Welcome to another of Free Software Magazine’s fortnightly newsletters, keeping you up to date with us, and all things free software... enjoy!
In recent months, there is one thing that’s on my mind - open source revenue vs. revolution. Seriously, while the revolution is well underway within the open source community, one has to question which of these two previously mentioned ideologies will, in the end, be the deciding factor on the future of software and OS' as a whole.
Bigger and Badder! The Fifth Annual Southern California Linux Expo is coming! It will be February 10-11, 2007, at The Westin Los Angeles Airport. Due to year over year growth, we've moved the Expo to a new location which will allow us to expand. We'll have more speaker tracks, and more tutorials designed to show users of all skill levels what Open Source can do. And SCALE 5x will offer more booth space for those interested in showing how they have made Open Source work for them.
This release includes a bunch of version bumps and bug fixes. Most significant updates are Firefox 2.0 and Flash 9. Also sporting Conary 1.1.10 and rAA 1.0.7 which we have started to rebrand for Foresight. It still has the rPath look, but is now labeled "Foresight System Manager" and will soon have a full Foresight look and feel. Mono, F-Spot, Banshee and Beagle have all been updated.
IBM first announced the availability of Linux on the iSeries in May 2001--more than five years ago. With great fanfare, Big Blue has consistently touted this Linux capability as a means for shops to realize cost savings and simplicity by capitalizing on the huge (outside the System i community) movement towards open source software and through server consolidation. All the appropriate heads nodded at the time, and certainly no one is arguing that the System i's ability to run Linux or other operating system partitions is in any way a bad thing.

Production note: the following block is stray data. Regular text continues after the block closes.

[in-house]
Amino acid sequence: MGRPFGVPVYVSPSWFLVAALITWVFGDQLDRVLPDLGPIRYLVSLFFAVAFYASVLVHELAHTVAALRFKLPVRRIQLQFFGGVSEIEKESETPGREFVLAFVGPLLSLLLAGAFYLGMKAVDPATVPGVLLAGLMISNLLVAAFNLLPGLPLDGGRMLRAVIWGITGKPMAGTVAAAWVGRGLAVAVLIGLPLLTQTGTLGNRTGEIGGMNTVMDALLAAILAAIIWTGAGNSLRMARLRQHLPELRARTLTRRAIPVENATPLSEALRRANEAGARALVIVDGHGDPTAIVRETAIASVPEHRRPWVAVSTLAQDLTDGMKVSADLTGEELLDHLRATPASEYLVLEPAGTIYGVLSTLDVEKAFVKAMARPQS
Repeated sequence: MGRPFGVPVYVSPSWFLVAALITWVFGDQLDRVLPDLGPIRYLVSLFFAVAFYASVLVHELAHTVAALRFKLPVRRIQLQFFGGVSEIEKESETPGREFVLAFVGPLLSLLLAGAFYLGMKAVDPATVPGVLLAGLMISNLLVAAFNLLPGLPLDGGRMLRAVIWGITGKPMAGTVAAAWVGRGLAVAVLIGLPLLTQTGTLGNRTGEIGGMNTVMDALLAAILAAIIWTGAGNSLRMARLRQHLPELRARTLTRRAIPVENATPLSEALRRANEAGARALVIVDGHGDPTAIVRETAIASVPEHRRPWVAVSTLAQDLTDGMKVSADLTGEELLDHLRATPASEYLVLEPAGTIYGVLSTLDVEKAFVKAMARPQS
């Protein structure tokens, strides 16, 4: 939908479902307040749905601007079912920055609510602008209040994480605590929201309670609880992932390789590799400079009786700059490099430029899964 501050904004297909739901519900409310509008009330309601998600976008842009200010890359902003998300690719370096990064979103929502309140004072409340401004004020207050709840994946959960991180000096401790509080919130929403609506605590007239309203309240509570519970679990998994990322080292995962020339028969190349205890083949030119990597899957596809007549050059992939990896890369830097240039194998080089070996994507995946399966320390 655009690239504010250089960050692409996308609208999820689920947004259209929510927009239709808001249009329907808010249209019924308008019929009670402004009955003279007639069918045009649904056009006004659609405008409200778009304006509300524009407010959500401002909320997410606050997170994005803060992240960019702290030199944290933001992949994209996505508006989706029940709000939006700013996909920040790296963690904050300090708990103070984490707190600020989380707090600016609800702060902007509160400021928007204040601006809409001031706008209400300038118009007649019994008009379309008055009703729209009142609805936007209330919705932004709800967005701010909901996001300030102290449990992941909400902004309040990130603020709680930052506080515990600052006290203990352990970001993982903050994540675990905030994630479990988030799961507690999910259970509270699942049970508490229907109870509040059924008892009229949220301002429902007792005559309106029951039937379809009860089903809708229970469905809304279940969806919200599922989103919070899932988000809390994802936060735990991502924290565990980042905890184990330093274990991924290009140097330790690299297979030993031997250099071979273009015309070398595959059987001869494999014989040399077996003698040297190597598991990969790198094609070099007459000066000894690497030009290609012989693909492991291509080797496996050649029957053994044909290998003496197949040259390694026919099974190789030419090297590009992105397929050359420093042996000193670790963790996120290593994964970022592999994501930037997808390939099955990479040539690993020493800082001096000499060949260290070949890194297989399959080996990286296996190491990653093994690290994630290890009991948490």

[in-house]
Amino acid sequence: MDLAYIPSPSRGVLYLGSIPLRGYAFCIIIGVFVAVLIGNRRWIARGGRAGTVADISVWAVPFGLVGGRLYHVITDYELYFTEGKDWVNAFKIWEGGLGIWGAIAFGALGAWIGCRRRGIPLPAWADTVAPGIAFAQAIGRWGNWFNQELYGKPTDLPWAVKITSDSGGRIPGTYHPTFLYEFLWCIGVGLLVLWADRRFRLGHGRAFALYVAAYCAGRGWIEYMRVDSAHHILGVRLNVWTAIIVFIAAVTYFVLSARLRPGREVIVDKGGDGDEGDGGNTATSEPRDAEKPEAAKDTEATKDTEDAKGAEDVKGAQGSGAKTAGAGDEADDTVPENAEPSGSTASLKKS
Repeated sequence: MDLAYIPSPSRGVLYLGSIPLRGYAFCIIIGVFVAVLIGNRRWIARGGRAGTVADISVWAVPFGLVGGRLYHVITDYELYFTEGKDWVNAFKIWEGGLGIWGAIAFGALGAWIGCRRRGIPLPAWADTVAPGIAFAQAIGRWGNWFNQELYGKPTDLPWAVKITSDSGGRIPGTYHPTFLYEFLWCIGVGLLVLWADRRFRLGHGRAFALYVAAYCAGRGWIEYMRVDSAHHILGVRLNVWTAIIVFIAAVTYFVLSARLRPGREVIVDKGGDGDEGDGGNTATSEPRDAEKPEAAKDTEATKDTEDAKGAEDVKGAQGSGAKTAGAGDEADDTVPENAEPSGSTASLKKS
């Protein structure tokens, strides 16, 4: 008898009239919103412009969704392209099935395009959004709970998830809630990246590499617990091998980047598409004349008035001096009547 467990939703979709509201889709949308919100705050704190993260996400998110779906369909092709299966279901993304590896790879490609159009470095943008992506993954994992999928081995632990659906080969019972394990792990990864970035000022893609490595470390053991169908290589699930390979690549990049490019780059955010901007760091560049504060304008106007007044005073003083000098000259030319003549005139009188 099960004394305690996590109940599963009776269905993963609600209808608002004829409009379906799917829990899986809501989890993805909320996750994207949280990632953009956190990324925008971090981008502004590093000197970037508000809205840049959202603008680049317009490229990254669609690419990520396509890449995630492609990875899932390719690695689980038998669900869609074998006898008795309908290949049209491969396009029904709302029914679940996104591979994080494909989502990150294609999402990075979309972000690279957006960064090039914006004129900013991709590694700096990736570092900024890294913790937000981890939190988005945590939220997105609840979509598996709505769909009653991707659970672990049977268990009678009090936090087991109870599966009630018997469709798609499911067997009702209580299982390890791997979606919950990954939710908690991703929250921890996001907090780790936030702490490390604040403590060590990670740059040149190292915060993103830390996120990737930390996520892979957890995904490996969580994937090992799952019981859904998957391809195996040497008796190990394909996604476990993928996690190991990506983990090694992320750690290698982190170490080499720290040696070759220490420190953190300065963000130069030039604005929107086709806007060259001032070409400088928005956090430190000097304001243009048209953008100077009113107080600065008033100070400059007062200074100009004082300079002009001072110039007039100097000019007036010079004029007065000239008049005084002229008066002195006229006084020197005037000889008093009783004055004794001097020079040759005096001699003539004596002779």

When the market wipes a quarter of your company's share price because a powerful competitor declares its intention to enter your market space, one would think tough measures are called for. Unfortunately Red Hat, which now has to contend with Oracle competing for support of its Linux distribution, appears to have confused tough measures with talking tough.
One of the biggest turn offs people have when trying to build their own PVR is that things can get complicated quickly, especially if you use a Linux based software solution. Heck, even for the seasoned PVR builders amongst us, we know that configuring everything just right can be a huge hassle and time sink.